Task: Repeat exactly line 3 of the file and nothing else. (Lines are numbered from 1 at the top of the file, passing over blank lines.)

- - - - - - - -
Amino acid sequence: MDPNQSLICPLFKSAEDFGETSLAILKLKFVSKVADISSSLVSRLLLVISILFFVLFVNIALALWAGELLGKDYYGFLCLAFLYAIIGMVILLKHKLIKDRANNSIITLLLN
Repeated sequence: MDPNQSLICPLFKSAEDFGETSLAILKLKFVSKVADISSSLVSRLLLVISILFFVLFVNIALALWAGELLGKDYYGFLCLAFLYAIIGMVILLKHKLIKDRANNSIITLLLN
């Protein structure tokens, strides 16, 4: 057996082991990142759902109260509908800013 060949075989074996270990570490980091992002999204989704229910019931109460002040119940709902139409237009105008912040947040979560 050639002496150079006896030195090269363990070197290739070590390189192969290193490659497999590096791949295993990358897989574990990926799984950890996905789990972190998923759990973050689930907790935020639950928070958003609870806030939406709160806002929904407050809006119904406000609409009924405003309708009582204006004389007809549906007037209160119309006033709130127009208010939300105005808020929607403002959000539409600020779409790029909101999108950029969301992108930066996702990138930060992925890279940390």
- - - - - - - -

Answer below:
């Protein structure tokens, strides 16, 4: 057996082991990142759902109260509908800013 060949075989074996270990570490980091992002999204989704229910019931109460002040119940709902139409237009105008912040947040979560 050639002496150079006896030195090269363990070197290739070590390189192969290193490659497999590096791949295993990358897989574990990926799984950890996905789990972190998923759990973050689930907790935020639950928070958003609870806030939406709160806002929904407050809006119904406000609409009924405003309708009582204006004389007809549906007037209160119309006033709130127009208010939300105005808020929607403002959000539409600020779409790029909101999108950029969301992108930066996702990138930060992925890279940390």